Non-Muscle Invasive Bladder Cancer

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Overview: It is estimated that about 70 percent of all new cases of bladder cancer are classified as non-muscle invasive, which is also called superficial bladder cancer. Upon diagnosed, the initial treatment for non-muscle invasive bladder cancer is surgical removal of the tumor through a procedure called cystoscope. This procedure is often followed by adjuvant therapy, which reduces the chances of the cancer returning.


Non?muscle invasive simply refers to cancer that has not grown into the muscle wall of the bladder, and it is divided into 3 categories. By these categories, one can establish how likely it is that the cancer will spread to the muscle wall or further, and maybe will come back after it has been treated. These categories are:


· Low risk non-muscle invasive bladder cancer

· High-risk non-muscle invasive bladder cancer

· Intermediate risk non-muscle invasive bladder cancer


These categories will determine the types of tests and treatments that will be offered for non-muscle invasive bladder cancer.


Treatment For Low-Risk Non-Muscle Invasive


Treatment focuses on removing tissue samples during TURBT operation – a procedure in which a surgeon uses a cystoscope to see inside the bladder and remove any abnormal-looking area. It is during this operation that this category of bladder cancer is discovered. The cystoscopy is recommended for checking the bladder 3 months later and another one 9 months after the first. When there are no traces of cancer, a patient is discharged back to GP. However, if the cancer comes back, a treatment called fulguration will be offered.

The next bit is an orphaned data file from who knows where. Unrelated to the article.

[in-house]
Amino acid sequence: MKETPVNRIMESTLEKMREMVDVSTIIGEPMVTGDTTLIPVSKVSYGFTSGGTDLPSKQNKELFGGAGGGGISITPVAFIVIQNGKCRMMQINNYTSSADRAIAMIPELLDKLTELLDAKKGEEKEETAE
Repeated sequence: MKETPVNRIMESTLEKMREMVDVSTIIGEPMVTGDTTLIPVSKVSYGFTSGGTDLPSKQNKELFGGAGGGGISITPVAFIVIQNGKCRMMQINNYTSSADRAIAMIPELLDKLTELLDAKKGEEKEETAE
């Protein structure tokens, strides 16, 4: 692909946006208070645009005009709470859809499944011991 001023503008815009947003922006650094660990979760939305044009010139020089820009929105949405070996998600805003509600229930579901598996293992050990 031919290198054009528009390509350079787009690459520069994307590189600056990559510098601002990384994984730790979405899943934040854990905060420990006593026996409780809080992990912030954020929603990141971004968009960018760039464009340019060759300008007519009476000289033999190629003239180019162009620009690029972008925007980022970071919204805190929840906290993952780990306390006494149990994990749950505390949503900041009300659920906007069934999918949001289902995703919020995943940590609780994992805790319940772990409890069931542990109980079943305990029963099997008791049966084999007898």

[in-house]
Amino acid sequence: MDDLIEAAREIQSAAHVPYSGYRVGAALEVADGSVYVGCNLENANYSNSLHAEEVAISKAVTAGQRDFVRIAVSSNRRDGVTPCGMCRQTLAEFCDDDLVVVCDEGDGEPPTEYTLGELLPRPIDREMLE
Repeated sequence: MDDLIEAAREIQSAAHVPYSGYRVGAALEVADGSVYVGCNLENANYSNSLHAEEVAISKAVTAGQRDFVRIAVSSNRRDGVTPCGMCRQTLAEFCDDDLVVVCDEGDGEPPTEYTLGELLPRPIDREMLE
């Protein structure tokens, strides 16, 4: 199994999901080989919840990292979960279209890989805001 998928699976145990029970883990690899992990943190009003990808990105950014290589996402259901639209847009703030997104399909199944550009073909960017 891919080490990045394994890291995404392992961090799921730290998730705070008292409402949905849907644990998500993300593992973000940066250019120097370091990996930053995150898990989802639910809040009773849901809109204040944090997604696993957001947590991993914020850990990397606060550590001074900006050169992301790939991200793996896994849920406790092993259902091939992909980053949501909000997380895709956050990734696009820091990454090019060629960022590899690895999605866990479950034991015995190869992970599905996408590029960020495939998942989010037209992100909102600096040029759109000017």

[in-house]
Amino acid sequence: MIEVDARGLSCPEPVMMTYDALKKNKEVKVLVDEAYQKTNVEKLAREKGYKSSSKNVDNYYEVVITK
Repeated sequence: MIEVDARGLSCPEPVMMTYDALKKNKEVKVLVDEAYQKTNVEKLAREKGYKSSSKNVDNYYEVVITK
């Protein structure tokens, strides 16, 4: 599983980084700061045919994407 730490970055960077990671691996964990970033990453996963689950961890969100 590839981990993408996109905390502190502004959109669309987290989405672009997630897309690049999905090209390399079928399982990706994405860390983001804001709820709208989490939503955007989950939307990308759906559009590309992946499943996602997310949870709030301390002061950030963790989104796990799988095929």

Treatment For High-Risk Non-Muscle Invasive


In the case of high-risk non-muscle invasive cancer, treatment often focuses on TURBT operation as soon as possible, and it should not be more than six weeks after the first TURBT. Operation. TURBT helps to establish how far the cancer has grown. And, depending on how far it has grown, a certain treatment with a vaccine known as BCG or cystectomy (an operation to remove bladder) will be recommended.


Treatment For Intermediate-Risk Non-Muscle Invasive


A patient with this category of non-muscle invasive bladder cancer is often given at least 6 doses of chemotherapy with a drug known as mitomycin C. This is a liquid medicine that is put into the patient's bladder through a thin tube called a catheter. Besides, the patient will be given cystoscopy to check his bladder 3 months, 9 months, and 18 months after chemotherapy is concluded.

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Apr 26, 2017